Retirement saving’s 1 percent problem

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We all know the U.S. has an unbalanced distribution of income, but did you know that retirement assets also have a wide gap?

Earlier this year, Judy Diamond Associates, a company that analyzes retirement and employee benefits data, released a report on the types of businesses that have the biggest retirement account balances.

No surprise: White-collar industries have more retirement money saved than blue-collar ones. An employee at a small CPA firm had an average account balance of $115,000, while a worker in educational services had an average account balance of just $41,000.

Another Judy Diamond report found that a relatively small number of workplace retirement plans — 5,400 — hold 71 percent of all the workplace plan assets. Those companies have about $3 trillion in retirement money, while the remaining 99 percent of companies with 401(k) plans — 534,000 companies throughout the U.S. — have just 29 percent of the assets.

A million-dollar difference

Eric Ryles, managing director of Judy Diamond Associates, says the numbers are not surprising when you consider the income gaps between dentists and hospitality workers.

“What’s surprising is the enormity of that gap,” he says. “Over the span of an entire career, the difference at retirement amounts to hundreds of thousands, if not millions of dollars.”

The takeaway from the report: The amount of money you make can add up to a meaningful difference when it comes to the amount of retirement income you can expect.

The rich have fewer retirement concerns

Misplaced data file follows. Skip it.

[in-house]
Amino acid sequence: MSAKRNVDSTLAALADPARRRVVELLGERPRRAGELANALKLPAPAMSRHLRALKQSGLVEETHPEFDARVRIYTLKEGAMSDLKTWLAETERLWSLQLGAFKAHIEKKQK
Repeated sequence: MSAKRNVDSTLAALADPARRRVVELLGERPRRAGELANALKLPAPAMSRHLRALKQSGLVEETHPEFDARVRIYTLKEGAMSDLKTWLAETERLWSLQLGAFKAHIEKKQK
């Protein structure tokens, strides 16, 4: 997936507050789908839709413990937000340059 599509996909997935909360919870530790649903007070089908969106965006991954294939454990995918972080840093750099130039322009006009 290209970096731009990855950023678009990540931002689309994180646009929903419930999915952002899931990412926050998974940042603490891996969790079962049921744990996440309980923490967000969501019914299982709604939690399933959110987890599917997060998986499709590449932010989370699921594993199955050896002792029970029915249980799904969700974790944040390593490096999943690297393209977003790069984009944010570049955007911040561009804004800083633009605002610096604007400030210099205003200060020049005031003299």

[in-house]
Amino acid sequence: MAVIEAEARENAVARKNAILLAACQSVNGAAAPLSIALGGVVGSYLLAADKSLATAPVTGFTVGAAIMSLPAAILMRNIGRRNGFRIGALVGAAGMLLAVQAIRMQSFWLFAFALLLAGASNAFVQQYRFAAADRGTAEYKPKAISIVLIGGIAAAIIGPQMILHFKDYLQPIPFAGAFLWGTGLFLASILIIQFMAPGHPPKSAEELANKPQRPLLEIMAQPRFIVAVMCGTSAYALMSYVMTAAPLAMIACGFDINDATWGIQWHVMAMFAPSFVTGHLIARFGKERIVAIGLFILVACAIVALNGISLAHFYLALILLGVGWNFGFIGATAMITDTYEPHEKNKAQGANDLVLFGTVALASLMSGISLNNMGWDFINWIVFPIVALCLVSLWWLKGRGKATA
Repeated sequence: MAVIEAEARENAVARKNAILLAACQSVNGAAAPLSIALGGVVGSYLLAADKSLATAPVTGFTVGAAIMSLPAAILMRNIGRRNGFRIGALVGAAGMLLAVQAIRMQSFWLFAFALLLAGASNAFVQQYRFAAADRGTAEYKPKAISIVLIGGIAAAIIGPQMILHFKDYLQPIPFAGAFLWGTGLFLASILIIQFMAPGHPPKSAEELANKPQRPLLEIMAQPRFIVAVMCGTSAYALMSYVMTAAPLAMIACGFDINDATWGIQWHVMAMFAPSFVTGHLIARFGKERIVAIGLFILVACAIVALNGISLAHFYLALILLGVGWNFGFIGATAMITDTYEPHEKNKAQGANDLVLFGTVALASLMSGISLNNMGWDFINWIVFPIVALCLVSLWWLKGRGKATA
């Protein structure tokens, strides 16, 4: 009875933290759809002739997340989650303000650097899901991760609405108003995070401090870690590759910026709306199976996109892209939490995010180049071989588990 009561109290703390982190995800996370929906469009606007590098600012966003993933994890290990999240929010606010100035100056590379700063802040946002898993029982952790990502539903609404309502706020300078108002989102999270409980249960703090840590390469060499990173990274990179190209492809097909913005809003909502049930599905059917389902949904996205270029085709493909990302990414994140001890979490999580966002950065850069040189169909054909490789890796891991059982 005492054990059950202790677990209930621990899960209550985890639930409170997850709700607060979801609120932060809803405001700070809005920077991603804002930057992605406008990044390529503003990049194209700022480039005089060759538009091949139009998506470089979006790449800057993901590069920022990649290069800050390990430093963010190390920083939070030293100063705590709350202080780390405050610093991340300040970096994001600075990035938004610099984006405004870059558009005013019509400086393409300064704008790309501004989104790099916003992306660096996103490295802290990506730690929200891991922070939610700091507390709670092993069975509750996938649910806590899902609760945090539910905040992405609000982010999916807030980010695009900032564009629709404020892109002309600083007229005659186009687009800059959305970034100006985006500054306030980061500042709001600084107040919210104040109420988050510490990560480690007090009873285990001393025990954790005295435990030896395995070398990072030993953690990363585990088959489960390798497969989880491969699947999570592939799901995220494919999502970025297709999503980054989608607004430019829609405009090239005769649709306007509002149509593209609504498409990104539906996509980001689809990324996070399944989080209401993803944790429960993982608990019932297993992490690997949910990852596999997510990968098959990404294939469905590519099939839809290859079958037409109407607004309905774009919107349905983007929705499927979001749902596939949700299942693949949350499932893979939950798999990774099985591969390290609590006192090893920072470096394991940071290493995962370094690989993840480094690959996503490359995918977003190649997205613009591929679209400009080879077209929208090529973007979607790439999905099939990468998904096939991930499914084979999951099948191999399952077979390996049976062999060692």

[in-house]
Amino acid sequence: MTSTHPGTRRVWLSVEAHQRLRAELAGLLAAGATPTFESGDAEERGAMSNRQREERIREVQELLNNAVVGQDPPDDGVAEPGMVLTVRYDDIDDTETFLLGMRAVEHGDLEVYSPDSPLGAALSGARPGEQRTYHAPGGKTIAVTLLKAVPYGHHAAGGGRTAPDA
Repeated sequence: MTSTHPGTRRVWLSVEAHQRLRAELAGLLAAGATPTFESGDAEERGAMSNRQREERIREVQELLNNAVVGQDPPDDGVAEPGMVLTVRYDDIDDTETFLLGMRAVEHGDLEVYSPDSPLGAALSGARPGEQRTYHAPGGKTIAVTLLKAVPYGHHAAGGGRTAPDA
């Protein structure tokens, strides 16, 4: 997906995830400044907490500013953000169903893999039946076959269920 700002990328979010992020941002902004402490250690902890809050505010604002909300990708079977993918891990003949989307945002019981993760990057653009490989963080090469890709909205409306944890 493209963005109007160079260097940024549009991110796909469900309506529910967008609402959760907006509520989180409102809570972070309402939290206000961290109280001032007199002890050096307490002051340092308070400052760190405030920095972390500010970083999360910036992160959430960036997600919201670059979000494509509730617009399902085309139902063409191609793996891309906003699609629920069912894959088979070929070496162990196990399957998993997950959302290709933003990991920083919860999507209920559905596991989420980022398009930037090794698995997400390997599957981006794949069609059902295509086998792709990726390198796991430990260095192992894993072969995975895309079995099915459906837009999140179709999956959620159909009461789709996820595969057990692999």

At the top 1 percent, people have few retirement worries. One big reason is people with higher incomes have access to retirement savings accounts and enough money to stash some for the future. Other factors — personal spending habits, education levels, health status — also play a part.

Stats like this could be the reason a financial planner suggested people go into well-paying professions to save successfully for retirement. This got a few scoffs on social media, and I think the reason is that she didn’t follow it up with any substantial advice for those who chose to become teachers or social workers or one of a hundred jobs that don’t pay particularly well.

But there is a strategy, and it’s to live well below your means, invest sensibly and stick to your plan.

It’s not an overnight magic fix, but it can work if you do it for several decades.

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When it comes to your family’s financial advice …

… Just say no.

There’s a good chance your Thanksgiving meal will come with a side of financial advice. My advice is to ignore it.

Every family has that person with a lot to say about investing and finance. “The market’s going to crash!” “You want to put it all in CASH.” “Real estate.” “Definitely bonds.” “Penny stocks.”

Remember, the stock market was supposed to have an 80 percent crash this year. It has six weeks to still do that.

During the past eight years, dire predictions have come and gone, along with advice to pull back, pull out and put everything under your mattress.

The real experts tell you to stay the course, and that’s exactly what you should do.

How to go to Las Vegas

Tip of the week

Don’t. Freak. Out.

“Don’t panic and take your money out of stocks,” says Robert Hiltonsmith, a senior policy analyst at Demos, a policy organization in New York. “I’m telling everyone that right now.”

While admitting that a recession is likely in the next not-that-many years, which he bases on historical trends, Hiltonsmith also points out that people tend to pull out at the worst possible time.

When is a bad time to sell? “As the stocks are falling,” he says.

Try asking yourself if you’d rather buy low and sell high, or buy high and sell low. Everyone chooses the first strategy when they’re thinking of it in the abstract, but when markets start to rock and emotions take over, people panic and forget.

Hiltonsmith says the advice to stay steady is age-old, and it’s been said over and over again, but people ignore it anyway.

“Just remember, the best strategy is always to stay in stocks long term,” he says. “Don’t try to ride the market. Ride your balance.”

ADVISER SEARCH: Could your investments perform better? Find a financial adviser today to help find out.

Jill Cornfield

I'm a reporter at Bankrate, talking retirement – my own as well as yours. Sign up for my free newsletter.